New Orleans economic development chief: Growing economy about more than tax breaks
By: Michael Hecht | The Advocate | 5/9/2019
You could be forgiven if recent news and commentary have led you to believe that economic development is only about incentives. After all, there were times when the Amazon HQ2 process seemed like a competition to see which city in North America could write the biggest check to the richest man in the world.
A closer inspection reveals that this is not the case.
In the instance of Amazon, executives initially chose Washington, D.C., and New York City for two basic, strategic reasons: workers and customers. These two cities have the highest concentration of techies in America, so they were the best sources for 50,000 new employees. Also, Amazon makes all of its money on its cloud services, known as Amazon Web Services. The folks who buy AWS are large corporations and government. New York has the most corporate headquarters in North America. Washington, obviously, has the most government.
When you overlay on these strategic imperatives the prestige of New York and the political gravity of Washington, Amazon’s decision becomes clear. It had little to do with incentives.
In general, then, what do companies care about? What are the conditions that compel people to invest?
To start, reasonable costs, including taxes, are important; they form the baseline for evaluating location decisions. Infrastructure is key. Roads, rivers, air travel and pipelines are the arteries for the lifeblood of commerce. Workforce availability is the great pinch-point for business across the country, and so is of special importance (and is why higher ed is a critical partner). And in the context of attracting workers, quality of life is essential. Elements like schools and safety are major considerations. Culture also matters — and is a great competitive advantage for Greater New Orleans — as companies compete for employees from around the world.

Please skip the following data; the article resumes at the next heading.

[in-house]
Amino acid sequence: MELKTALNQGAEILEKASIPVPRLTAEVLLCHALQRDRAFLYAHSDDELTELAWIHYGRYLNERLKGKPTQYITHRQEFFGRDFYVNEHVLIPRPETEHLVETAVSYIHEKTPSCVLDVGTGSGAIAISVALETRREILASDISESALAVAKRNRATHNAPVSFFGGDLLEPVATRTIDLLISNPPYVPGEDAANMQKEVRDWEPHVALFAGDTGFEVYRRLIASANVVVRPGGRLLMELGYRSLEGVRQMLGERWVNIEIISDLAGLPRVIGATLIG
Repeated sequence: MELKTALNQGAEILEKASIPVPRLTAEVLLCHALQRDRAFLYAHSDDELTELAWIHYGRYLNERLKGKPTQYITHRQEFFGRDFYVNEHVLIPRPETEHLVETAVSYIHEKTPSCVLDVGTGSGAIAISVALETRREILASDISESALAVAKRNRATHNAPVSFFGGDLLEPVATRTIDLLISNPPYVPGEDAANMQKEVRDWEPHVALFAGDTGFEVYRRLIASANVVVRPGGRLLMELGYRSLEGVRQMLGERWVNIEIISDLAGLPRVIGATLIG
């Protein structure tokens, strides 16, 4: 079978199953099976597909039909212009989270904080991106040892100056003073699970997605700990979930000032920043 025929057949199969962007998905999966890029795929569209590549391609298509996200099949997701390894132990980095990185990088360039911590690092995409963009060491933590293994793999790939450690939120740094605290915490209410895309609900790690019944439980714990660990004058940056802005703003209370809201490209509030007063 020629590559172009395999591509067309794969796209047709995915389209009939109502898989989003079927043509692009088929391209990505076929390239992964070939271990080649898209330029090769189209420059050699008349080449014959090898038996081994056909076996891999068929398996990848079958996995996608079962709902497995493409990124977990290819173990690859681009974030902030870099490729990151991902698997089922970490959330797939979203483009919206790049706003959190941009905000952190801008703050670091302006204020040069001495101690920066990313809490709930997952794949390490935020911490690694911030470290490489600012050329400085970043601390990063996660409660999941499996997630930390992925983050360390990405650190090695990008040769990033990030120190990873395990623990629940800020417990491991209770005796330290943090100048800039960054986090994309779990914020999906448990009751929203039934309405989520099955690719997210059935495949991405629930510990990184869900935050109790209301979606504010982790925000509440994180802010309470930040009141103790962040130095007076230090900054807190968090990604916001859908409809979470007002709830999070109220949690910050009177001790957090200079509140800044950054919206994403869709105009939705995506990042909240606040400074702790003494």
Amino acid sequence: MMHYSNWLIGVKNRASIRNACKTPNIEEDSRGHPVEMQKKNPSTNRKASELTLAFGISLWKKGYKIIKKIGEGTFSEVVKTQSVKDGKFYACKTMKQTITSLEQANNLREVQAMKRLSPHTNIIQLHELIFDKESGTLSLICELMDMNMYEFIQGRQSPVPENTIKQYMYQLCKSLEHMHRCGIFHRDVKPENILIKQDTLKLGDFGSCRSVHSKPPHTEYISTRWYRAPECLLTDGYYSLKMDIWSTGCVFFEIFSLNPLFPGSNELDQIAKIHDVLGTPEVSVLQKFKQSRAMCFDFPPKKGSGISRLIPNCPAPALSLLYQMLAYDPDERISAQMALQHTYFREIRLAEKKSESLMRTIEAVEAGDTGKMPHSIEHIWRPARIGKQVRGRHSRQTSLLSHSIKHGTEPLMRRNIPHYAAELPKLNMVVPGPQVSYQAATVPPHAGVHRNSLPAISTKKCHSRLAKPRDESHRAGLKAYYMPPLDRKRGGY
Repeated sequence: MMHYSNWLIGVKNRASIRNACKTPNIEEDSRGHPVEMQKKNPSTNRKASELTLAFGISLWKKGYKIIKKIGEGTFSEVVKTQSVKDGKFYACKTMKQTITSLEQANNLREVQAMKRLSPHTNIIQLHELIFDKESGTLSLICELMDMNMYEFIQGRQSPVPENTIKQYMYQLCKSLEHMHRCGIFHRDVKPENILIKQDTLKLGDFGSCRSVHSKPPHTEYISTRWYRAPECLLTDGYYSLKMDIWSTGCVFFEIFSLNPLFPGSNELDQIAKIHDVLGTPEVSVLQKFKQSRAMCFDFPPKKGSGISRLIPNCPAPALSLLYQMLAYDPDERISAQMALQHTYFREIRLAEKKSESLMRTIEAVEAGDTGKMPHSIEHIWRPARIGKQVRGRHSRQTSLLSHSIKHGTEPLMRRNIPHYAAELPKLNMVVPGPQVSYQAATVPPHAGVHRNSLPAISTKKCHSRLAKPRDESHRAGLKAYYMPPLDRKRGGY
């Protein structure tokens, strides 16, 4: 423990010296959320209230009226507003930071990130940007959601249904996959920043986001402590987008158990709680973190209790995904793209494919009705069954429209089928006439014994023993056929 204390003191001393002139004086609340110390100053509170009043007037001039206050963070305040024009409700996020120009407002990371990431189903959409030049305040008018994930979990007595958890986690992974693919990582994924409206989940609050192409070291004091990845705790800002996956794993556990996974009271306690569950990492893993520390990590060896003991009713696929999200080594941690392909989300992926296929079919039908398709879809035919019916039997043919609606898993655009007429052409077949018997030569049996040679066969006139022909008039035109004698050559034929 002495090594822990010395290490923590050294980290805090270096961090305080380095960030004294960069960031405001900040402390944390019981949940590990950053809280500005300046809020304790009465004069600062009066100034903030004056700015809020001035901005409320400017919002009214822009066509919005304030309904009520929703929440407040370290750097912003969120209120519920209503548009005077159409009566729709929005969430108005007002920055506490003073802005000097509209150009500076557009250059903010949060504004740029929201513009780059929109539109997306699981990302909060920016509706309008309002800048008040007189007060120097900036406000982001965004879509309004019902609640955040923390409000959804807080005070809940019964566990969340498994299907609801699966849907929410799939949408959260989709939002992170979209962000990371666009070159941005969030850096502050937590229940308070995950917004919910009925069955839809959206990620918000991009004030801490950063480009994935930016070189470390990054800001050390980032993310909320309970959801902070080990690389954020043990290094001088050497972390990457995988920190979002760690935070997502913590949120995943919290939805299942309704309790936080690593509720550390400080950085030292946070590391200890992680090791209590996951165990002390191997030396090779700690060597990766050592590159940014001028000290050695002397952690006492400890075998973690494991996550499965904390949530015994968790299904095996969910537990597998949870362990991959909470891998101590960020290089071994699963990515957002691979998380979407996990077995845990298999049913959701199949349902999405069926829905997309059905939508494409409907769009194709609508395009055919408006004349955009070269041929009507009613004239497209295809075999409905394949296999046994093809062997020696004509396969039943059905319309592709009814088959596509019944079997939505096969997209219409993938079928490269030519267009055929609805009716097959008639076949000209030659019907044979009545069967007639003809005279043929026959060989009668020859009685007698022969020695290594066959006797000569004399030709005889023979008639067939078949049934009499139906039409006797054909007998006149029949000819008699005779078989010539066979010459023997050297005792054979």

Importantly, these conditions need to exist in a stable environment, particularly legal. Companies are wary of investing in an uncertain or overly litigious environment, where they believe they are more likely to be targeted for lawsuits. Louisiana ranks near the bottom in this regard. And having some of the highest auto insurance rates in the nation, which many consider the result of our legal environment, taxes everyone — but our poorest residents disproportionately.
Finally, partnership matters. This is not just a pleasantry. When companies are looking at the New Orleans region, they are watching how we treat each other, and how we treat them. When they see a unified team, singular in its support of job creation, it gives CEOs confidence that they will be treated as a valued partner, too. After DXC Technology announced its 2,000-job “Digital Transformation Center” in New Orleans, the largest job win in Louisiana history, we asked why they chose Greater New Orleans over 30 other cities in North America. DXC’s answer: “You qualified on cost. But you won on partnership.” For the counterexample of this, see Amazon’s experience with New York City.
Incentives do have a place in economic development. Some, like the Digital Media Incentive, can successfully catalyze permanent new sectors (GNO is near tops in the United States for tech growth). Others, like ITEP, are to keep a level playing field (39 states have a similar program). But ultimately, to use a Louisiana term, incentives should be lagniappe.
Real economic development is about creating the conditions where people want to invest. If we focus on these basics, in a spirit of partnership, the companies and the jobs will follow.
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